Descriptive Process Essay

with sample essay by Ala’a  Ahmed Salem Abughefreh



1.       State the process and why it is important.

2.       Provide general background information on the process.

3.       Define the process.

4.       State the thesis.


1.       Using time order, describe what happens during each step in the process.

2.       If there are a lot of steps, group them into several main categories.


1.       Paraphrase the thesis.

2.       Summarize the main steps in the process.

3.       Review why the process is important.
































Rectangular Callout: the process and its importanceThe Process of DNA Replication

Rectangular Callout: first stage of DNA replicationRectangular Callout: thesis
Rectangular Callout: definition of the DNA replication processRectangular Callout: general background informationThe process of DNA replication plays a crucial role in providing genetic continuity from one generation to the next. Knowledge of the structure of DNA began with the discovery of nucleic acids in 1869. In 1952, an accurate model of the DNA molecule was presented, thanks to the work of Rosalind Franklin, James Watson, and Francis Crick. To reproduce, a cell must copy and transmit its genetic information (DNA) to all of its progeny. To do so, DNA replicates following the process of semi-conservative replication. Two strands of DNA are obtained from one, having produced two daughter molecules that are identical to one another and to the parent molecule. This essay reviews the three stages of DNA replication process necessary for genetic inheritance and existence, namely, unwinding, complementary base pairing and joining.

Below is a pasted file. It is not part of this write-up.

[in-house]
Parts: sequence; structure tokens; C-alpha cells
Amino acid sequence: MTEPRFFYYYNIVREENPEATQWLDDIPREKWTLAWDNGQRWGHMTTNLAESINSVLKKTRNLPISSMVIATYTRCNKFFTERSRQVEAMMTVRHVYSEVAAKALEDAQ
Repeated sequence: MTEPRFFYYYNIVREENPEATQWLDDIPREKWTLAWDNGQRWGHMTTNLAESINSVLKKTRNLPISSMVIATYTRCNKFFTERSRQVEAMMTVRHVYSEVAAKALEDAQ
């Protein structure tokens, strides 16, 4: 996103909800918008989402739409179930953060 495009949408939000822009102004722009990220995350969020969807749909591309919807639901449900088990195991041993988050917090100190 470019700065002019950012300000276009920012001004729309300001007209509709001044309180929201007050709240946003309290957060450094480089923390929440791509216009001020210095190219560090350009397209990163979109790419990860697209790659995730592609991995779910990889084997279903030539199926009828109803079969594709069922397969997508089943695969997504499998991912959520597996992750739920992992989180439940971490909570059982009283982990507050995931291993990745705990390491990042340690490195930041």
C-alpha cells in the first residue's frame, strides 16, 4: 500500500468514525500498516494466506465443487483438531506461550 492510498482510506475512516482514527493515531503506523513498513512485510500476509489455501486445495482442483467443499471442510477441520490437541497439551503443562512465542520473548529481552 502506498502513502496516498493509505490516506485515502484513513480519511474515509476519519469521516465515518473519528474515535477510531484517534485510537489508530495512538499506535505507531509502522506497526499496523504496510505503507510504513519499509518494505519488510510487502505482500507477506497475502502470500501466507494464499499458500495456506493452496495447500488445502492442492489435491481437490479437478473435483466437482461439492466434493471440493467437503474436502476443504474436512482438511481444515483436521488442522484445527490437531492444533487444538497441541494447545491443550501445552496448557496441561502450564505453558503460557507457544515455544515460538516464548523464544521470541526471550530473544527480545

The first stage of the process is the unwinding of old strands of the parent DNA molecule. The two strands of the double helix are first separated by enzymes. Then, each strand acts as a template for the synthesis of a new complementary DNA molecule. Proteins play a major role in this stage. The stability of the































The Process of DNA Replication 2

Rectangular Callout: second stage of DNA replicationreplication fork is maintained by the single-stranded binding proteins. Moreover, there are many enzymes that participate in the unwinding of the old strands of DNA molecule such as topoisomerase. This enzyme is responsible for initiation of the unwinding of the old strands of DNA molecule. Once supercoiling has been eliminated by the topoisomerase, helicase accomplishes unwinding of the original double strand. In order to aid with the unwinding process, DNA gyrase catalyzes the formation of negative supercoils. The unwound helix, with each strand being synthesized into a new double helix, is called the replication fork.

The second stage of the process is complementary base pairing. In this stage, new complementary nucleotides are positioned following the rules of complementary base pairing: adenine (A) to thymine (T) and guanine (G) to cytosine (C). Then, the binding of free nucleotide with complementary bases is catalyzed by DNA polymerase.



Rectangular Callout: third stage of DNA replication


























The Process of DNA Replication 3

Rectangular Callout: Paraphrase of thesisThe last stage of the process, joining, involves bonding of complementary nucleotide to each other so as to form new strands. The nucleotides are joined to one another by hydrogen bonds to form a new DNA molecule. This joining continues until a new polynucleotide chain has been formed alongside the old one, forming a new double-helix molecule. This stage of the process also takes place with the assistance of enzymes. The DNA polymerase links the complementary nucleotides together, forming the side rail of the new DNA molecule. In addition, the final replication product has no nicks because of the action of DNA ligase.

Rectangular Callout: restatement of main pointsRectangular Callout: importance of processIn conclusion, DNA replication is a three-stage process. Unwinding, complementary base pairing and joining form the basis of the process of DNA replication. This process is crucial for ensuring continuous transmission of the genetic information through generations.